At Nichols Sawmill, which has a higher percent of special-needs students than the district average, 96 percent of fifth graders passed the state exam by the end of last year. “My fifth-grade scores were tops in the district,” Szako said.
Because the program uses visuals and simple, kid-friendly language to help students understand abstract math concepts, English-language learners enjoy great success with it and gain confidence in their abilities. Szako described how one student arrived in the United States near the end of the fourth grade.
“She knew no English and had never been in a formal school setting before,” Szako said. Using Stepping Stones, the school was able to get her up to speed in math very quickly—to the point where she scored as proficient at a fifth-grade level on the state math exam by the end of her second year at the school.
“I owe that to Stepping Stones giving us the tools to go back, connect the math concepts to prior grade levels, and build her skills up,” Szako noted.
When the district first started with the program, many parents were confused, because it was very different from how they had learned math in school. “They called it ‘new math,’” Szako recalled. “We held parent meetings and tried to educate the parents so they would understand why we were teaching math this way. We explained that we’re not teaching the kids tips and tricks; we want them to truly understand math.”
After the first year, she said, “we had parents come to us and say, ‘Why is it that my second grader can do more math than my fifth grader in their head?’ It’s because the second graders had such a strong math foundation from Stepping Stones. Now, our community is seeing that what we are doing works—and they can see that the kids really understand math.”
In fact, she said, “if you walk into the school and ask kids what their favorite subject is, I bet 99 percent of them would say math. And our teachers enjoy teaching math now as well. That wasn’t always the case.”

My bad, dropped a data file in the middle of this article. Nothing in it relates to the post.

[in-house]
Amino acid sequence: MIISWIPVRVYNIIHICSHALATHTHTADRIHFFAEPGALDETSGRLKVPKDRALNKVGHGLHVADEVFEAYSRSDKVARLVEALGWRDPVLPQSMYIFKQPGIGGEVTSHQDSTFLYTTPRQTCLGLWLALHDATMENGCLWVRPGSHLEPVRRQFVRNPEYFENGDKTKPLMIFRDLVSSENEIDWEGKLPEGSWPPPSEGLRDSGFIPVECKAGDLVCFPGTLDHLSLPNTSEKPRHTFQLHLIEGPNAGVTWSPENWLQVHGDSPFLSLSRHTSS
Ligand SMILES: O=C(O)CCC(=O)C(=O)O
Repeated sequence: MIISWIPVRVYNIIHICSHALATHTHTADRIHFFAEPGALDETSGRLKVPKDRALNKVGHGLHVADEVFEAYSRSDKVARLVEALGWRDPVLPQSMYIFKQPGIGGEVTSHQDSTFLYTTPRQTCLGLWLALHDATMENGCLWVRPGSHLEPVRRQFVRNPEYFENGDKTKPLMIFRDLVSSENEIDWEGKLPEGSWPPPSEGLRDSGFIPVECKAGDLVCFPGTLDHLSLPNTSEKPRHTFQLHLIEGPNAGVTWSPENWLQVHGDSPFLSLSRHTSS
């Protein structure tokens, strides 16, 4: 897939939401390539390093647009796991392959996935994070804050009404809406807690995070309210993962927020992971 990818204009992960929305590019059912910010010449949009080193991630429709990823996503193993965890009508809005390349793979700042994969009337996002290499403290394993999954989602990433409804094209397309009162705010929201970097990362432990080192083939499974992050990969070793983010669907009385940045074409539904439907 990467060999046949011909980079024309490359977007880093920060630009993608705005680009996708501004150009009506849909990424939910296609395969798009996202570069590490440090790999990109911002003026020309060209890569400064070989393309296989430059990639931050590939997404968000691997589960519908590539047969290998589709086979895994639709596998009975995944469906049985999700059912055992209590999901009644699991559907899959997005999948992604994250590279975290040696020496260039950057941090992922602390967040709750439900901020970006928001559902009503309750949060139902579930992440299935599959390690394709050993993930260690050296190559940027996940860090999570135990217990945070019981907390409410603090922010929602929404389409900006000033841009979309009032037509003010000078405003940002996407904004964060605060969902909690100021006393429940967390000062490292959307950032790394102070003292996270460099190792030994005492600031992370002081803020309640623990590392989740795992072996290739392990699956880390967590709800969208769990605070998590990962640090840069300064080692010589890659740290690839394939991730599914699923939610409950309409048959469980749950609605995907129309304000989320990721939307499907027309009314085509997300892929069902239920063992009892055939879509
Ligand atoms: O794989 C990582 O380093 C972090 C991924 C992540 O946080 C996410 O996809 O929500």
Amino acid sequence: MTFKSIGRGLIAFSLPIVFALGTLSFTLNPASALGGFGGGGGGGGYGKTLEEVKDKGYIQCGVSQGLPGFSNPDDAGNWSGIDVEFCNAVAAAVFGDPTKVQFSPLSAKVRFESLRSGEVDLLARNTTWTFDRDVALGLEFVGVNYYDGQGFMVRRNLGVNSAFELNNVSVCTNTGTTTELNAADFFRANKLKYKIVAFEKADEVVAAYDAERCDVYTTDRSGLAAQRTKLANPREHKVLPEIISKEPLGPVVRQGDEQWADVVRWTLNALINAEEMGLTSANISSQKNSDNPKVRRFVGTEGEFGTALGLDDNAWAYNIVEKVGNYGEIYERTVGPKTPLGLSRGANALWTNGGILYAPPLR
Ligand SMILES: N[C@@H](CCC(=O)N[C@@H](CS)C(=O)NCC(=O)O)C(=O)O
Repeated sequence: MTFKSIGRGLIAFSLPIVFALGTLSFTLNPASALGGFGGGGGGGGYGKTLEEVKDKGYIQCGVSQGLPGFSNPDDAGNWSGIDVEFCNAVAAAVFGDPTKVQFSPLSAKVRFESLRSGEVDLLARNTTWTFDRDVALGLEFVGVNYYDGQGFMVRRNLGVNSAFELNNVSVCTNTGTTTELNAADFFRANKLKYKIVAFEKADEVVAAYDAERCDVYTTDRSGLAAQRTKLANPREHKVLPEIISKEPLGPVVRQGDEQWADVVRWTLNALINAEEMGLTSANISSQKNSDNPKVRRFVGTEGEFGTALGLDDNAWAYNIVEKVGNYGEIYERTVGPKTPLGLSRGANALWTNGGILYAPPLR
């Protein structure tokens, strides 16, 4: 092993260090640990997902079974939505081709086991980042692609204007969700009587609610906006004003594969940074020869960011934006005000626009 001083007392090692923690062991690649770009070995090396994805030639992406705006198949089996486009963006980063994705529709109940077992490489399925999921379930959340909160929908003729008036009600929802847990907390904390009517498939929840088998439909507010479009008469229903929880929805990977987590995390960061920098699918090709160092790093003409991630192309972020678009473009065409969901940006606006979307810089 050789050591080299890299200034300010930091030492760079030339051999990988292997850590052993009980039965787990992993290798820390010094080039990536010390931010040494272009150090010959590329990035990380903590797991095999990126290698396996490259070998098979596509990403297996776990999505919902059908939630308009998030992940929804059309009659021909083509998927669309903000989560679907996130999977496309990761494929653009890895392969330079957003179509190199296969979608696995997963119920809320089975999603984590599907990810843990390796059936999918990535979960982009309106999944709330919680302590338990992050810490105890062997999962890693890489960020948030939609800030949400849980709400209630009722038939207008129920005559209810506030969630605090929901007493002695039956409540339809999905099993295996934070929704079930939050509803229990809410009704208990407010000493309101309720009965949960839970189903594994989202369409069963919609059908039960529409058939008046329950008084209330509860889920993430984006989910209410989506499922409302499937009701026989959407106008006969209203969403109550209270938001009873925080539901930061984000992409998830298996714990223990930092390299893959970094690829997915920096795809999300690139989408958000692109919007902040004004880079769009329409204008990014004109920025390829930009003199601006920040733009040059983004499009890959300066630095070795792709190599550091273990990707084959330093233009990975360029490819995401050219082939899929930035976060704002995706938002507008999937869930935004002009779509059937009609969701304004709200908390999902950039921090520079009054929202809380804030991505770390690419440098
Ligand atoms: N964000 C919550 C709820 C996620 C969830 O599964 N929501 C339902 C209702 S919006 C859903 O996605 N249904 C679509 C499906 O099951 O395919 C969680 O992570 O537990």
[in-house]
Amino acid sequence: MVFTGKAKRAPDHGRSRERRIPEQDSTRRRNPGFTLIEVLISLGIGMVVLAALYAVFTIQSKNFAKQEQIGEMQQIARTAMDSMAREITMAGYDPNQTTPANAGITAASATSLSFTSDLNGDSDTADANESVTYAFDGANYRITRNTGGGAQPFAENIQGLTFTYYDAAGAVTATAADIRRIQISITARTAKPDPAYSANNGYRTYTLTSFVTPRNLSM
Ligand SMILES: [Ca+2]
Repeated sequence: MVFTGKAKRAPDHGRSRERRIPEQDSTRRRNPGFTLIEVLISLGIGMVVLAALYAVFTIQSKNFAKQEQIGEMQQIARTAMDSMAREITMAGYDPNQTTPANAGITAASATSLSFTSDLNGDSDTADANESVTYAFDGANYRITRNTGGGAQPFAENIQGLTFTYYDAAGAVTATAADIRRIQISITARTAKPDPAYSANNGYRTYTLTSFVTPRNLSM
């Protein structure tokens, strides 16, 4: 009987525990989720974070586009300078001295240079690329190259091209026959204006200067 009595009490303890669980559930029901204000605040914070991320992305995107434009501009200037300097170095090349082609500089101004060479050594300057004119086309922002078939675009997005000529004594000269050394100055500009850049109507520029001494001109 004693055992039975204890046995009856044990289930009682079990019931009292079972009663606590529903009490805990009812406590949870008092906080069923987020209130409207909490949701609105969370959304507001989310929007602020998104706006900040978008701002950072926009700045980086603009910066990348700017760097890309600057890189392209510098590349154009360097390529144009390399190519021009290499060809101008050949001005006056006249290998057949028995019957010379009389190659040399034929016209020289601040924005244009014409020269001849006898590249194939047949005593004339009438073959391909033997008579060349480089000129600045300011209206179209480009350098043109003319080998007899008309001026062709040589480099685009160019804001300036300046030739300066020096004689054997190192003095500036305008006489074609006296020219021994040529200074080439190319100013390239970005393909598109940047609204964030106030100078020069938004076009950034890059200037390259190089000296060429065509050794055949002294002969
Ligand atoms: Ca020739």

Typically, school systems will see achievement vary from school to school, especially when some schools in the district serve higher concentrations of challenging student populations than others. But in Magnolia, where all elementary teachers are using the Stepping Stones program, that isn’t the experience.
“Our reading scores had a 23-point spread from campus to campus,” Szako said. “But our math scores only had a nine-point spread from campus to campus. It doesn’t matter which school you go to; you’re receiving the same instruction and using the same resources—and your teachers know how to use those resources effectively. Stepping Stones is closing our achievement gaps. It has put all of our campuses on the same playing field, so that all students have the same opportunity to learn.”
She concluded: “We wanted to increase the mathematical understanding of our students, and we wanted them to love math. We knew that if we did that, our state scores would skyrocket. And that’s exactly what has happened.”
Dennis Pierce is a freelance writer with 20 years of experience covering education and technology. Follow him on Twitter: @denniswpierce.
Jacqui Murray has been teaching K-18 technology for 30 years. She is the editor/author of over a hundred tech ed resources including a K-12 technology curriculum, K-8 keyboard curriculum, K-8 Digital Citizenship curriculum. She is an adjunct professor in tech ed, Master Teacher, webmaster for four blogs, an Amazon Vine Voice, CSTA presentation reviewer, freelance journalist on tech ed topics, contributor to NEA Today, and author of the tech thrillers, To Hunt a Sub and Twenty-four Days. You can find her resources at Structured Learning.